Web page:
If like us, you saw the Fyre Festival documentary on Netflix this weekend recounting the lies, failings and false advertising of a luxury event experience, it’ll have been a hot topic of discussion in your office this week. No one can forget the carnage that ensued following the catastrophic failings of the festival organisers in 2017, and we all smiled wryly at the ironic role social media played in the build-up and then undoing of this event.
As event-professionals, it’s obvious what our opinion of the whole fiasco is, and this hasn’t changed since we first heard about it in 2017 – abysmal. However, something that really got us thinking after watching the documentary was the relevance of experience, and how today this is a fundamental goal for all events. It’s no lie that producing unbelievable experiences with creative people is the reason most of us work in the events industry and is something we’re all passionate about – but what’s so obvious from this disaster is how much the consumer craves a unique experience from the events they attend.
It’s easy to see how an inexperienced, lifestyle-driven and ambitious person such as Billy McFarland could get themselves hyped up about the idea that was Fyre Festival. Consumers were looking for the same thing and were sucked into what looked like a totally unique experience that they could share with their friends. If it’s good enough for Kendall Jenner and Bella Hadid, it’s good enough for me, right? They were promised a luxury, exclusive and totally new experience, unlike any other festival, promoted by a slick promo video and some high-profile social media influencers. At first look, the festival appeared incredible, and our FOMO was definitely piqued – compounded by the fact we’d never be able to afford to attend anyway. We all know that consumers are driven by experiences, and in the world of social media, people can show off their ‘perfect’ lives to everyone else and experience immediate validation.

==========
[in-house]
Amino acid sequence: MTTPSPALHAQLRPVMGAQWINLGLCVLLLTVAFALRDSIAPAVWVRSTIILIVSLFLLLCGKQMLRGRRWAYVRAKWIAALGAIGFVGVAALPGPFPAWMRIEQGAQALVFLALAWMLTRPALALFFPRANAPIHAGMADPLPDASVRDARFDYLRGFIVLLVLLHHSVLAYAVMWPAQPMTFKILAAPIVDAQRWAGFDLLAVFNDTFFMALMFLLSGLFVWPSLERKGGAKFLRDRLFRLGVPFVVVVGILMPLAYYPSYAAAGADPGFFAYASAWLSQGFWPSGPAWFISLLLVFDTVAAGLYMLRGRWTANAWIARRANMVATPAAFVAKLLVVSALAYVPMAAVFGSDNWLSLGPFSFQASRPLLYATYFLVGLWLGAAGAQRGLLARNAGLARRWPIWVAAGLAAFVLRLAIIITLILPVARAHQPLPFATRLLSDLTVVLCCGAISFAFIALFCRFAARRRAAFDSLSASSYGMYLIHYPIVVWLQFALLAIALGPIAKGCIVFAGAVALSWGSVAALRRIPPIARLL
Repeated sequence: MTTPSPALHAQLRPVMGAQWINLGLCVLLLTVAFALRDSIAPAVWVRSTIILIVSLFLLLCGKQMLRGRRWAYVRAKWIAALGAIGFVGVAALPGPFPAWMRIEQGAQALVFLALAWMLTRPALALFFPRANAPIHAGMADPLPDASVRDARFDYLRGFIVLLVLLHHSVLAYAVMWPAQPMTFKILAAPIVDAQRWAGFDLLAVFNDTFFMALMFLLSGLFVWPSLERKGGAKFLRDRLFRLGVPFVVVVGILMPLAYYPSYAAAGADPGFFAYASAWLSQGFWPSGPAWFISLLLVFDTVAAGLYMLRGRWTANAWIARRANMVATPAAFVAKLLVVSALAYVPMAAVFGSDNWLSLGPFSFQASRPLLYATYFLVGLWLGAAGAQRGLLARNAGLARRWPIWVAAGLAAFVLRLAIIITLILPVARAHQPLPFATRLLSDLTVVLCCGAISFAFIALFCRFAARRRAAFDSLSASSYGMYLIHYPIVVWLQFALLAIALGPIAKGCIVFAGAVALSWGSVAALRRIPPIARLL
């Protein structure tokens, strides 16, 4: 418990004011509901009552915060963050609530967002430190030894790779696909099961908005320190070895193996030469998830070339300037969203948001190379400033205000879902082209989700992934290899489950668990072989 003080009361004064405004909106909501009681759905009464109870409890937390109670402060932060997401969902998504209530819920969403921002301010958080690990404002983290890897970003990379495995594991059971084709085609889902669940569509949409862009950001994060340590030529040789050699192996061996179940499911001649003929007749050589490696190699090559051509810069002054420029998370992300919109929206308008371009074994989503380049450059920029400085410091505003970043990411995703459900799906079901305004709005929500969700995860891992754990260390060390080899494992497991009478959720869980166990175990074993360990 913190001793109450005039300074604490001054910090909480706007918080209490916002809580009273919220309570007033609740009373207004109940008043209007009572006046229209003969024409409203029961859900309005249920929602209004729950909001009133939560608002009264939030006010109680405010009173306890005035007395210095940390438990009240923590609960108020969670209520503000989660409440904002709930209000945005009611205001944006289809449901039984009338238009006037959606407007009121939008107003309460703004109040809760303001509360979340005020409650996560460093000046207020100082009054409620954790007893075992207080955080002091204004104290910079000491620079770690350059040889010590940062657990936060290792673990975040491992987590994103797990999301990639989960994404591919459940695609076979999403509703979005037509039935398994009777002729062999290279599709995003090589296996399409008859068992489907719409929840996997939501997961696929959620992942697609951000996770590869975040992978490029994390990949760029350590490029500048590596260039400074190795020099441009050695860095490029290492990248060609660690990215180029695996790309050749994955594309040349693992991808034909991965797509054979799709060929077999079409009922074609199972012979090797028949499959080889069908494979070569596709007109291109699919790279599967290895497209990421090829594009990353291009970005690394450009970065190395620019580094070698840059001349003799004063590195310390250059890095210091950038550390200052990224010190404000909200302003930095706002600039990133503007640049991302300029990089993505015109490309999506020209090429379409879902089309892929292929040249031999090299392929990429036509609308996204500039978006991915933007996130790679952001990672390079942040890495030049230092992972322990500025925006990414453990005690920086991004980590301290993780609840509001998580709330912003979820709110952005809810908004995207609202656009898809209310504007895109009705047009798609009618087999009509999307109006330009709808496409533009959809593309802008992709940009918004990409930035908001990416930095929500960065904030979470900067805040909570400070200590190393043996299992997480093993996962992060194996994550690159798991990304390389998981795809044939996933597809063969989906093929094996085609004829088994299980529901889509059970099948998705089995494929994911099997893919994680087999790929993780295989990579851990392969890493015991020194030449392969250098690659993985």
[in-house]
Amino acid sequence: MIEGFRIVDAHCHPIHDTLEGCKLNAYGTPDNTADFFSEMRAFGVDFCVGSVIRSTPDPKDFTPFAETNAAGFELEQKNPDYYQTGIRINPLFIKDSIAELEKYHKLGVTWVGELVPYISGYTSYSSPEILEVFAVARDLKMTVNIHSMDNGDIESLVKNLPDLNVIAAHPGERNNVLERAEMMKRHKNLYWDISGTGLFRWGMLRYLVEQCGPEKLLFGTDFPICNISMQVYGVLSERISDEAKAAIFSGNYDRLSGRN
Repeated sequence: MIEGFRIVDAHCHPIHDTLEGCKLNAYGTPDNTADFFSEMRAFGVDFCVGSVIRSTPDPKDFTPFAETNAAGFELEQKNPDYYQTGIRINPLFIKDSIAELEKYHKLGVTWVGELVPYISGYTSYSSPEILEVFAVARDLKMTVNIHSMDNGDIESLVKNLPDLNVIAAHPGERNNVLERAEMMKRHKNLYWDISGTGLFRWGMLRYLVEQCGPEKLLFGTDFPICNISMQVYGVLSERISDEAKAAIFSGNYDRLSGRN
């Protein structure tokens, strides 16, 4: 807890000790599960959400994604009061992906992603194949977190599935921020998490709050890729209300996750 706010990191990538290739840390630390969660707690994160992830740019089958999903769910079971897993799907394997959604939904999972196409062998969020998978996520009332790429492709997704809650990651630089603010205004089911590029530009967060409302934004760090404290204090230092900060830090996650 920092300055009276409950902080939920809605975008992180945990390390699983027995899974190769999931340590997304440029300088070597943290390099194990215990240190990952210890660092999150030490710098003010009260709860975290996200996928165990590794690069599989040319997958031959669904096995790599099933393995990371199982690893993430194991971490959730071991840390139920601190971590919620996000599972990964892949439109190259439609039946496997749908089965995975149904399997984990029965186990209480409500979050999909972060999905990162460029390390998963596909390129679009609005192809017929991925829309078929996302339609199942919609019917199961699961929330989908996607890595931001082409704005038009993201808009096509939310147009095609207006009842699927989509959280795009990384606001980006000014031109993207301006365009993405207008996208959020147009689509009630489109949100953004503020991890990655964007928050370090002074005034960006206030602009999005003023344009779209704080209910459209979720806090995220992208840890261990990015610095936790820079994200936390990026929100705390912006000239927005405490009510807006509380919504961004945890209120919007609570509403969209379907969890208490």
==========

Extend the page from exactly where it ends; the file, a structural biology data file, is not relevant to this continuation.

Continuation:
You can understand how ticket holders were suckered into this dream, but it’s worth considering the contractors and event professionals who were also drawn into the Fyre Festival Fantasy. Poor Andy King, the event producer, who recounted some truly shocking stories from the production office, had one of the toughest jobs on his hands. We can’t imagine Ja Rule and Billy McFarland being the easiest clients to manage. Many people will criticise King and wonder why he didn’t walk away when it was so clear that the event was not going to work. Although Andy took going above and beyond to a potential new level, aside from that one detail (if you know, you know), we can give our advice and be strong in our convictions, but the ultimate decision is with the client and we are committed to seeing the job through. It’s worth remembering that before you judge.
The money-can’t-buy experience is a goal many consumers are craving, and clients are quite rightly looking to supply these. On the surface, it sounds great but what Fyre Festival reminds us is that any event experience requires money, and lots of it. The idea behind Fyre Festival was a good one, arguably even a great one. The biggest failing of the organisers was not having the financial wherewithal to deliver their vision, and not having the experience to see the necessity to scale it back. Throughout the documentary, McFarland is repeatedly advised to postpone, reduce numbers or cancel. He didn’t take this advice, and it blew up in his face – resulting in six years in prison. With any large-scale public event, you need to have money to make money, it’s that simple. It’s a risky game, and one that required sound financial backing and a solid business plan in order to achieve success. In a society ruled by impatience, the inexperience and naivety of the organisers is obvious, even cringeworthy at times, and ultimately cast a shadow across the lives of those who worked on the event, some of whom never got paid.
We hope that people will learn from Fyre Festival and appreciate just how much goes into producing an event. Be it large or small, you need skill, experience and an open mind. Listen to the people around you, and take advice from industry experts – they don’t like saying no and will not give negative feedback lightly or without very good reason. Most of the time, there is a very effective solution coupled with a no, and it might even result in a better outcome than the original plan! What may be considered as boring detail such as waste management, infrastructure, health and safety and security, are all vital logistics. These take place behind the scenes of the glossy creative ideas, big name acts and luxury locations, but without careful consideration… well, Fyre Festival has already proved what can happen.
If you’ve not seen the documentary, we highly recommend you watch it. You won’t be disappointed, just amazed at how the Fyre Festival Fantasy really burst into uncontrollable flames.
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